BOHR, Niels (1885-1962). “On the Constitution of Atoms and Molecules.” In: The London, Edinburgh, and Dublin Philosophical Magazine, Sixth Series, Vol. 26, Nos. 151, 153, 155, pp. 1-25, 476-501, 857-875. London: Taylor & Francis, July, September, and November 1913. (3 parts).
FIRST EDITION, journal issue. "Bohr's three-part paper postulated the existence of stationary states of an atomic system whose behavior could be described using classical mechanics, while the transition of the system from one stationary state to another would represent a non-classical process accompanied by emission or absorption of one quantum of homogeneous radiation, the frequency of which was related to its energy by Planck's equation" (Norman 258).
MOSELEY, Henry Gwyn Jeffreys (1887-1915). “The High-Frequency Spectra of the Elements.” (Bound with the above.) -- “High Frequency Spectra of the Elements, Part II.” (Bound separately). In: The London, Edinburgh, and Dublin Philosophical Magazine. Sixth Series, Vol. 26, No. 156, pp. 1024-1034; and Sixth series, Vol. 27, No. 160, pp. 703-713. London: Taylor and Francis, December 1913, and April 1914. (2 parts).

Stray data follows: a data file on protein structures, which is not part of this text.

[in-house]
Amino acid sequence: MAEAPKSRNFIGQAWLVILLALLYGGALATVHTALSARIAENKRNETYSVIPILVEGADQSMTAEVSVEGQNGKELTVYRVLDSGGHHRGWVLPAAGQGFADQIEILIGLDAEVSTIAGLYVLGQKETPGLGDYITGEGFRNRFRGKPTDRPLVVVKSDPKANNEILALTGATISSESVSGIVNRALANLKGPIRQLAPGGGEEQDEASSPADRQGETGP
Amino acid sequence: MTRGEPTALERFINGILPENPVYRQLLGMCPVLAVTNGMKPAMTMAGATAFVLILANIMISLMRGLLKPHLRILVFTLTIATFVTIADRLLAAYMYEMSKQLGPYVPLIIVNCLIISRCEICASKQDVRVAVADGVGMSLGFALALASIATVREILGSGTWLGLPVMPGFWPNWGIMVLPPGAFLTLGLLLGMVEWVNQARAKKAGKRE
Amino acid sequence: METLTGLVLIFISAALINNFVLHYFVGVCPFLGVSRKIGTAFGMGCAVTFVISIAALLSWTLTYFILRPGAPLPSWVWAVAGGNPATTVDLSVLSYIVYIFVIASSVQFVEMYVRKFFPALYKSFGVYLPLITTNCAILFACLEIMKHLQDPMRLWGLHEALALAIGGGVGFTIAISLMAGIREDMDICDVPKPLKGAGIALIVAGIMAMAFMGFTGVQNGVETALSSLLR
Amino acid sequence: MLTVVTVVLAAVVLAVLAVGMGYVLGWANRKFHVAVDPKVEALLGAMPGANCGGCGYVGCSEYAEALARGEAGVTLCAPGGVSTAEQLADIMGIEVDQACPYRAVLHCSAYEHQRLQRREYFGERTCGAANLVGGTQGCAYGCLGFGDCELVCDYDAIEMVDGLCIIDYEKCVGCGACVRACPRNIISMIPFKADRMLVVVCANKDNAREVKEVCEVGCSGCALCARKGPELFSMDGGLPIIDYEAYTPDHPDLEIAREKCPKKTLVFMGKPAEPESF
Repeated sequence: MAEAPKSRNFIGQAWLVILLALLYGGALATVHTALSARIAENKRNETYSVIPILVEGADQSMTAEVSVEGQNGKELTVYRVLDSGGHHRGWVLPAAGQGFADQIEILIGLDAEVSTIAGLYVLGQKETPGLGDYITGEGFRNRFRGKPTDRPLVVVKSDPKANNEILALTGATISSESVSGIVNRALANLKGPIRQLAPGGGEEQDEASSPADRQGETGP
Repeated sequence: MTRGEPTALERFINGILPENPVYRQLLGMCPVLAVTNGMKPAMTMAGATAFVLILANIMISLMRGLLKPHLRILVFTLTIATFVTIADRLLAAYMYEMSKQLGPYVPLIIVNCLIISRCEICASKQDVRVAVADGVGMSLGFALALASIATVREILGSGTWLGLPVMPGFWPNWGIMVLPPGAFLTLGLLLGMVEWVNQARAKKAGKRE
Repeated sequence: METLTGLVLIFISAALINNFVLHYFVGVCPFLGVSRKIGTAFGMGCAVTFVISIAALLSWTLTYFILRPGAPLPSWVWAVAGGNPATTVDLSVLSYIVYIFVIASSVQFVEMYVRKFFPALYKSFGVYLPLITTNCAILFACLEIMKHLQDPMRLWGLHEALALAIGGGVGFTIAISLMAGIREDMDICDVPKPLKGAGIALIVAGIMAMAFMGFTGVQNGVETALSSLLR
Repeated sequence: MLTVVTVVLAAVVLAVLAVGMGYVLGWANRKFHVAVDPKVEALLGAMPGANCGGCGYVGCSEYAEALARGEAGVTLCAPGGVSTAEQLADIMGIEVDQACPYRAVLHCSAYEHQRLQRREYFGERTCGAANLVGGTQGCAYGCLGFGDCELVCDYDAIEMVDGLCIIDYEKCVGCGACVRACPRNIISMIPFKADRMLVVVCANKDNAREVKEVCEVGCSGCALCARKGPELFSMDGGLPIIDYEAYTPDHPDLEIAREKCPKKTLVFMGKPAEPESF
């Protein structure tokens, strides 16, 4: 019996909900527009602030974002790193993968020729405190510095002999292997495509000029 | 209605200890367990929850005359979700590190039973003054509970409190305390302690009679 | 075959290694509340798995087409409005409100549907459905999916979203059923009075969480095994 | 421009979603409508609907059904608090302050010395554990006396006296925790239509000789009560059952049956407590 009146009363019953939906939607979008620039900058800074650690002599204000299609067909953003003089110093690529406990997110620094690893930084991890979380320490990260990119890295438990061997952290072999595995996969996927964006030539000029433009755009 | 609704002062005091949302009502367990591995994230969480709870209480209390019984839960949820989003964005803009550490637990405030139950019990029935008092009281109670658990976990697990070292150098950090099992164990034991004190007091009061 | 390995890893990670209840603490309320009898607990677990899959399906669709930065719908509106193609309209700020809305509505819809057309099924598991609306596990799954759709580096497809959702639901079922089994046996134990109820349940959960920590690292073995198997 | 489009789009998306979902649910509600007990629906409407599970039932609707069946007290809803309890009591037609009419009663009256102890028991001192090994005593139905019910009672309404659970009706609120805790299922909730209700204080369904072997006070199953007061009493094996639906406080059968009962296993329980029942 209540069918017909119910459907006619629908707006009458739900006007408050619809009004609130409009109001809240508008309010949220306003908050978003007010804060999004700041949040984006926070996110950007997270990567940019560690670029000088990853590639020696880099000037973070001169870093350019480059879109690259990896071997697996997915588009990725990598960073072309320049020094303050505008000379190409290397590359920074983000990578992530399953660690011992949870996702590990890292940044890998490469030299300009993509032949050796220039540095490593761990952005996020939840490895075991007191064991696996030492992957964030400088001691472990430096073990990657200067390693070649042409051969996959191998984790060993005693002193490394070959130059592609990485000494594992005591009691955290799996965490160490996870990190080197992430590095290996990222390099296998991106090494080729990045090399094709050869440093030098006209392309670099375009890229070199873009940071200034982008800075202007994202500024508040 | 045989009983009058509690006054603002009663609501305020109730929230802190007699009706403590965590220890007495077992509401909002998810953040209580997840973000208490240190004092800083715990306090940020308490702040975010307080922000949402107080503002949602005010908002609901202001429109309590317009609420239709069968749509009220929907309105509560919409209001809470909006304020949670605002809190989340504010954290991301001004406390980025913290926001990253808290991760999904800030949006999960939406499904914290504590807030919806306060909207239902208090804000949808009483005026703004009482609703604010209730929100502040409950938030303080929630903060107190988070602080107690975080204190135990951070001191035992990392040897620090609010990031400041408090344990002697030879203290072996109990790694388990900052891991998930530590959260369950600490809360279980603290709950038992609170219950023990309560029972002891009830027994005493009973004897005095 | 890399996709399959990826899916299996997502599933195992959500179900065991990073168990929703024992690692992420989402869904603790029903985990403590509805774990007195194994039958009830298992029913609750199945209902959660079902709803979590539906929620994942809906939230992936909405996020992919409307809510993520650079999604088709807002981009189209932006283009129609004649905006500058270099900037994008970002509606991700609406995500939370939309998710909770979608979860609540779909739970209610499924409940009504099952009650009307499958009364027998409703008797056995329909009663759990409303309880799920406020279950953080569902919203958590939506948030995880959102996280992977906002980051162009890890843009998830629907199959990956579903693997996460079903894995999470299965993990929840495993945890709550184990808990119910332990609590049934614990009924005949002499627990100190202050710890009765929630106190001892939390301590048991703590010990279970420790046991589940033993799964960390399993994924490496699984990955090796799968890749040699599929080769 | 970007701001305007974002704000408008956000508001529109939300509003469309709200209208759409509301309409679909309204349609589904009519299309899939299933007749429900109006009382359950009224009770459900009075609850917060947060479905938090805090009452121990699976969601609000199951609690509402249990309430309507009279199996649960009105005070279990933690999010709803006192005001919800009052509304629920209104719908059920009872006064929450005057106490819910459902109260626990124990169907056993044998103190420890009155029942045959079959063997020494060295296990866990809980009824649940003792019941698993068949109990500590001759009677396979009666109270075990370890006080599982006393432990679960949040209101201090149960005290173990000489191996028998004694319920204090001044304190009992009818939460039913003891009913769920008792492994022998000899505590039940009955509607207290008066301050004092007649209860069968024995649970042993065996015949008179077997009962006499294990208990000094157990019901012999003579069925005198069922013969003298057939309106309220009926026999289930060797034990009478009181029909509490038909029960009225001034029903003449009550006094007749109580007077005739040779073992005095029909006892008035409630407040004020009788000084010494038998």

FIRST EDITION of Moseley’s introduction of the use of atomic number, rather than atomic mass, which provided a firm scientific foundation for the atomic table and fostered “the first quantum revolution” (Simmons, The Scientific 100, p.18). "Moseley, working under Rutherford at Manchester, used the method of X-ray spectroscopy devised by the Braggs to calculate variations in the wavelength of the rays emitted by each element. These he was able to arrange in a series according to the nuclear charge of each element... These figures Moseley called atomic numbers. He pointed out that they also represented a corresponding increase in extra- nuclear electrons and that it is the number and arrangement of these electrons rather than the atomic weight that determines the properties of an element. It was now possible to base the periodic table on a firm foundation, and to state with confidence that the number of elements up to uranium is limited to 92" (PMM 407). Norman 1559.
Together, 2 journals bound in 2 volumes, 8vo. With other plates and folding charts related to other articles. (Scant pale spotting to a few leaves.) Uniformly bound in modern maroon morocco gilt. The volumes comprise Volume 26, the Sixth Series, Nos. 151-156, July-December 1913 and Nos. 157-162, January-June 1914 of The London, Edinburgh, and Dublin Philosophical Magazine, and also include works by Charles Darwin, Ernest Rutherford, and J. J. Thomson.